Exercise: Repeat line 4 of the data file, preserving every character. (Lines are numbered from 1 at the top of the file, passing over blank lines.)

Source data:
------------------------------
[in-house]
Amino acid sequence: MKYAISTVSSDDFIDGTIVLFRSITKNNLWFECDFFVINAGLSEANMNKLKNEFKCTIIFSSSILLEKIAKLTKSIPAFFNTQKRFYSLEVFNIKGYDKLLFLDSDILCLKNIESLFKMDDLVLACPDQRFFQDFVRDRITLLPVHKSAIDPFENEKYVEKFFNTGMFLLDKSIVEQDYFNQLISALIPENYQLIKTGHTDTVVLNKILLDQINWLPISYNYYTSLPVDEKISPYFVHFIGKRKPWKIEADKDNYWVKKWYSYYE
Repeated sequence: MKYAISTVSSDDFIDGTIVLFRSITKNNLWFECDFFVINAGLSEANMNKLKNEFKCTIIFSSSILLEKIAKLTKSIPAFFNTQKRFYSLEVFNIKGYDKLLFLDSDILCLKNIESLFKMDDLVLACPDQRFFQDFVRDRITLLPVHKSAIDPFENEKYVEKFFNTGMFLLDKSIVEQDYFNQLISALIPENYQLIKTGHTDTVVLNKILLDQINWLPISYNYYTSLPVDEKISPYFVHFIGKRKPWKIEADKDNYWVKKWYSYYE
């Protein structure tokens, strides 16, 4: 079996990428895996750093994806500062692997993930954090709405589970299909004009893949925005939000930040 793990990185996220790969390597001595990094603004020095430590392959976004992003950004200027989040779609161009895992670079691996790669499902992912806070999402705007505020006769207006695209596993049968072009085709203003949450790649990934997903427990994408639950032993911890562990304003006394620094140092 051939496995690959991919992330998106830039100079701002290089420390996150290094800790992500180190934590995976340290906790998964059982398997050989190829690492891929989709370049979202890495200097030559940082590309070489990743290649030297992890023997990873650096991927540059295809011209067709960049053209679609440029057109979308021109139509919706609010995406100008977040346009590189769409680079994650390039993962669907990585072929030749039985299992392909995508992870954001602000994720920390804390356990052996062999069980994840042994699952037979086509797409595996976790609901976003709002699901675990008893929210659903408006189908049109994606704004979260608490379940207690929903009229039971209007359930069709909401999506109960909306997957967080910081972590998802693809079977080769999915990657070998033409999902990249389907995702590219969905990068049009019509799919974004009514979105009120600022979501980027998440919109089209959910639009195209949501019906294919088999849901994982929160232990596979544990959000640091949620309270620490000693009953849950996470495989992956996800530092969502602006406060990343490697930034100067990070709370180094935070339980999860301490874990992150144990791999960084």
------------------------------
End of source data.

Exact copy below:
């Protein structure tokens, strides 16, 4: 079996990428895996750093994806500062692997993930954090709405589970299909004009893949925005939000930040 793990990185996220790969390597001595990094603004020095430590392959976004992003950004200027989040779609161009895992670079691996790669499902992912806070999402705007505020006769207006695209596993049968072009085709203003949450790649990934997903427990994408639950032993911890562990304003006394620094140092 051939496995690959991919992330998106830039100079701002290089420390996150290094800790992500180190934590995976340290906790998964059982398997050989190829690492891929989709370049979202890495200097030559940082590309070489990743290649030297992890023997990873650096991927540059295809011209067709960049053209679609440029057109979308021109139509919706609010995406100008977040346009590189769409680079994650390039993962669907990585072929030749039985299992392909995508992870954001602000994720920390804390356990052996062999069980994840042994699952037979086509797409595996976790609901976003709002699901675990008893929210659903408006189908049109994606704004979260608490379940207690929903009229039971209007359930069709909401999506109960909306997957967080910081972590998802693809079977080769999915990657070998033409999902990249389907995702590219969905990068049009019509799919974004009514979105009120600022979501980027998440919109089209959910639009195209949501019906294919088999849901994982929160232990596979544990959000640091949620309270620490000693009953849950996470495989992956996800530092969502602006406060990343490697930034100067990070709370180094935070339980999860301490874990992150144990791999960084």